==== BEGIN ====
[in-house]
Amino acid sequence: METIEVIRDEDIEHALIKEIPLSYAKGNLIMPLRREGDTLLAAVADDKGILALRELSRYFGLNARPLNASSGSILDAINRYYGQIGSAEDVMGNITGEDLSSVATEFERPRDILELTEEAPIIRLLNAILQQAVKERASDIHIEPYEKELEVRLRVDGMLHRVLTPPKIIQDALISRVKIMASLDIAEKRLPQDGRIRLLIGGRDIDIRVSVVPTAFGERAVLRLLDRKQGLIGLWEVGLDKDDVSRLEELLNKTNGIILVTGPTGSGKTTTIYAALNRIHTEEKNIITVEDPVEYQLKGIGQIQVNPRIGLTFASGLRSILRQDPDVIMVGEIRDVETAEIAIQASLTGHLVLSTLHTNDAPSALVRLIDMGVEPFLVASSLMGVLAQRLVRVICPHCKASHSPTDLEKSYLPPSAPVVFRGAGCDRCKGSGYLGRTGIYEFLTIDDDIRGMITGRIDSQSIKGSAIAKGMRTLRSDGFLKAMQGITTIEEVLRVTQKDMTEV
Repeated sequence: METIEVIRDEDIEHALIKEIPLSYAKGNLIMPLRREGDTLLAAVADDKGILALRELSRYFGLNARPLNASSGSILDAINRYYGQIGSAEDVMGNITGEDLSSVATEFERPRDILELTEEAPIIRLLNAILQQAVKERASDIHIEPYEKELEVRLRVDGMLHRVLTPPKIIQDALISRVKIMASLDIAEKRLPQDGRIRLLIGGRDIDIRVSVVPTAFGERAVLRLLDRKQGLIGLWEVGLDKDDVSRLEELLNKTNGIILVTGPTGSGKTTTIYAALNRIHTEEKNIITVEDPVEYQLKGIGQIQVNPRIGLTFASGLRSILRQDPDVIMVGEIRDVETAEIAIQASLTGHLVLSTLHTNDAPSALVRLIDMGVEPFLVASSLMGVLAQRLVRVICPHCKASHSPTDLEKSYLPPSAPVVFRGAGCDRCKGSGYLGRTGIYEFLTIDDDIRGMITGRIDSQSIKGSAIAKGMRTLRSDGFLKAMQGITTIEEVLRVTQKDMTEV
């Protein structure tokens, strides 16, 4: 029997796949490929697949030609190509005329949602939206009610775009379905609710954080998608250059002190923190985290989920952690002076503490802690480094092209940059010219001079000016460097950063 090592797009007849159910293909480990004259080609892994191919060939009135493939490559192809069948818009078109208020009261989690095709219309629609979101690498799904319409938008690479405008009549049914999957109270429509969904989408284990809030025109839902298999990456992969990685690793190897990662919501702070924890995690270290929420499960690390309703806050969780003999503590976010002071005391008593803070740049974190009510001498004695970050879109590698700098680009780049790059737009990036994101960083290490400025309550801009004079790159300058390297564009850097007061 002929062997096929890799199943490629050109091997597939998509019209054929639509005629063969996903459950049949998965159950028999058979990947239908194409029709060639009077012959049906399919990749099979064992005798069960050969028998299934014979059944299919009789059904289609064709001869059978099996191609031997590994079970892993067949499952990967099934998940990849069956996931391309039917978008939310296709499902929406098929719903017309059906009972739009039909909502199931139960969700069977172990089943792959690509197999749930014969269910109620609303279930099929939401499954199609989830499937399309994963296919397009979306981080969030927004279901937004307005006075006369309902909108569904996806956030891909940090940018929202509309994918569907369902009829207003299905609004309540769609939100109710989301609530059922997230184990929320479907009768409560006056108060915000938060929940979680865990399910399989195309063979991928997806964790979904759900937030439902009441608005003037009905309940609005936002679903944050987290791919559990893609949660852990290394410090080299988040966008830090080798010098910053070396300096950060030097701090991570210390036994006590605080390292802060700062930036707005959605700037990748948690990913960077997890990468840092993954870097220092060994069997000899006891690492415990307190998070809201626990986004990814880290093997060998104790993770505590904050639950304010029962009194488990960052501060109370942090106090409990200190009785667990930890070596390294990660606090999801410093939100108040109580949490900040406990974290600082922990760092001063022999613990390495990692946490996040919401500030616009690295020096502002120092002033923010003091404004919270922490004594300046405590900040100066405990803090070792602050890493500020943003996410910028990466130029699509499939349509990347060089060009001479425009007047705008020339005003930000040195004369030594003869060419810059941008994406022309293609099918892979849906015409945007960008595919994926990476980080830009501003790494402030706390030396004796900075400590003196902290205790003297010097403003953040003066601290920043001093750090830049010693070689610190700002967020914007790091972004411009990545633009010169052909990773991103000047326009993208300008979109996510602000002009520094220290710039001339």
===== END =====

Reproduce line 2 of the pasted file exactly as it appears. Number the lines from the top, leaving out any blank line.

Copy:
Amino acid sequence: METIEVIRDEDIEHALIKEIPLSYAKGNLIMPLRREGDTLLAAVADDKGILALRELSRYFGLNARPLNASSGSILDAINRYYGQIGSAEDVMGNITGEDLSSVATEFERPRDILELTEEAPIIRLLNAILQQAVKERASDIHIEPYEKELEVRLRVDGMLHRVLTPPKIIQDALISRVKIMASLDIAEKRLPQDGRIRLLIGGRDIDIRVSVVPTAFGERAVLRLLDRKQGLIGLWEVGLDKDDVSRLEELLNKTNGIILVTGPTGSGKTTTIYAALNRIHTEEKNIITVEDPVEYQLKGIGQIQVNPRIGLTFASGLRSILRQDPDVIMVGEIRDVETAEIAIQASLTGHLVLSTLHTNDAPSALVRLIDMGVEPFLVASSLMGVLAQRLVRVICPHCKASHSPTDLEKSYLPPSAPVVFRGAGCDRCKGSGYLGRTGIYEFLTIDDDIRGMITGRIDSQSIKGSAIAKGMRTLRSDGFLKAMQGITTIEEVLRVTQKDMTEV